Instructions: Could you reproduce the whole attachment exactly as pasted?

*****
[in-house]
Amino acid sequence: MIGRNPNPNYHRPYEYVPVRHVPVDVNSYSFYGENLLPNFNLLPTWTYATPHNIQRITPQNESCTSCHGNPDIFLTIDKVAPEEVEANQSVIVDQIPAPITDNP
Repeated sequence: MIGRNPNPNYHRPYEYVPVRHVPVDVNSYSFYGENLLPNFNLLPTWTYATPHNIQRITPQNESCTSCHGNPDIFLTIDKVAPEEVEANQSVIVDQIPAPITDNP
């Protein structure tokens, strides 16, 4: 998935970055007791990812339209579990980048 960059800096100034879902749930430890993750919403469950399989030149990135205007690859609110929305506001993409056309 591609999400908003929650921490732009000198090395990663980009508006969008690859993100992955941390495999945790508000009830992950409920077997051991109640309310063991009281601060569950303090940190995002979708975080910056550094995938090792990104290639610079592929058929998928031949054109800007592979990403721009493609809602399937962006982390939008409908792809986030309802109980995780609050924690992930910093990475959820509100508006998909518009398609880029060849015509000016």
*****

[in-house]
Amino acid sequence: MIGRNPNPNYHRPYEYVPVRHVPVDVNSYSFYGENLLPNFNLLPTWTYATPHNIQRITPQNESCTSCHGNPDIFLTIDKVAPEEVEANQSVIVDQIPAPITDNP
Repeated sequence: MIGRNPNPNYHRPYEYVPVRHVPVDVNSYSFYGENLLPNFNLLPTWTYATPHNIQRITPQNESCTSCHGNPDIFLTIDKVAPEEVEANQSVIVDQIPAPITDNP
């Protein structure tokens, strides 16, 4: 998935970055007791990812339209579990980048 960059800096100034879902749930430890993750919403469950399989030149990135205007690859609110929305506001993409056309 591609999400908003929650921490732009000198090395990663980009508006969008690859993100992955941390495999945790508000009830992950409920077997051991109640309310063991009281601060569950303090940190995002979708975080910056550094995938090792990104290639610079592929058929998928031949054109800007592979990403721009493609809602399937962006982390939008409908792809986030309802109980995780609050924690992930910093990475959820509100508006998909518009398609880029060849015509000016």